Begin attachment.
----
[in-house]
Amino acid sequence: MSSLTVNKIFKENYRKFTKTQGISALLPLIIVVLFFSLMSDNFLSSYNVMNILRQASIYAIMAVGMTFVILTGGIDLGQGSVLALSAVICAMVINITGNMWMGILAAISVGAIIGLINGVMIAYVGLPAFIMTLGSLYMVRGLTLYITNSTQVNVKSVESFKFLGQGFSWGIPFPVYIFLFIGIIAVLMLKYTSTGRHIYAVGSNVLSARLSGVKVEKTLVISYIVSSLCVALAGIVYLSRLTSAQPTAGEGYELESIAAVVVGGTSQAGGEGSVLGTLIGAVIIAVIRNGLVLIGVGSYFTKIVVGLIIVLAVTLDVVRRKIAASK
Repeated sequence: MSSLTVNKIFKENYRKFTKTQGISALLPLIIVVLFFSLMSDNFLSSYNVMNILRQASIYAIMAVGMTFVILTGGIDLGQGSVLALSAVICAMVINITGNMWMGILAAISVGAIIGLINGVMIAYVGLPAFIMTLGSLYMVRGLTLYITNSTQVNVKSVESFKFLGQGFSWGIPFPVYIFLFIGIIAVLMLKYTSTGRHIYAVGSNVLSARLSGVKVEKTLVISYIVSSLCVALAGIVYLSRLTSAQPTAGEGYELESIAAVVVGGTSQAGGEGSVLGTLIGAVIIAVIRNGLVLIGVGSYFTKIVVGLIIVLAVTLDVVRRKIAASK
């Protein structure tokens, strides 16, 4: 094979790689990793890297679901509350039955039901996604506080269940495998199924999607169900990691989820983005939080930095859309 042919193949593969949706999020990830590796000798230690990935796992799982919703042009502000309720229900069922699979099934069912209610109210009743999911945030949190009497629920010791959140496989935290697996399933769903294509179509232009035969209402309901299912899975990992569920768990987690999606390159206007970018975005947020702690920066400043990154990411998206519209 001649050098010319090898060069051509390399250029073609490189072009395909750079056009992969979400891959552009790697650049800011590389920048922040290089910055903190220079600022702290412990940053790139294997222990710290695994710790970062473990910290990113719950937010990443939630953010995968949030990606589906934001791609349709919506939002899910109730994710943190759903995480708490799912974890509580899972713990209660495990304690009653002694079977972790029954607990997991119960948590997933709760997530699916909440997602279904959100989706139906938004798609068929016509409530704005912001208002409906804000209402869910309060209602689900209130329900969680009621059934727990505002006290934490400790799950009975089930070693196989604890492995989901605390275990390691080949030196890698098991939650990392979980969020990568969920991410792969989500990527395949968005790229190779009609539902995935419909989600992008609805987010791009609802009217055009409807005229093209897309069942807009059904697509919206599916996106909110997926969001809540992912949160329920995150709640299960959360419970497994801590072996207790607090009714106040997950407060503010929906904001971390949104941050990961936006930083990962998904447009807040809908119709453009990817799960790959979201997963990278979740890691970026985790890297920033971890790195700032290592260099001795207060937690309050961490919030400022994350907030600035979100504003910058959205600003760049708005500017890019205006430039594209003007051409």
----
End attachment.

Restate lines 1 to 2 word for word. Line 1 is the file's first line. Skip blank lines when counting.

[in-house]
Amino acid sequence: MSSLTVNKIFKENYRKFTKTQGISALLPLIIVVLFFSLMSDNFLSSYNVMNILRQASIYAIMAVGMTFVILTGGIDLGQGSVLALSAVICAMVINITGNMWMGILAAISVGAIIGLINGVMIAYVGLPAFIMTLGSLYMVRGLTLYITNSTQVNVKSVESFKFLGQGFSWGIPFPVYIFLFIGIIAVLMLKYTSTGRHIYAVGSNVLSARLSGVKVEKTLVISYIVSSLCVALAGIVYLSRLTSAQPTAGEGYELESIAAVVVGGTSQAGGEGSVLGTLIGAVIIAVIRNGLVLIGVGSYFTKIVVGLIIVLAVTLDVVRRKIAASK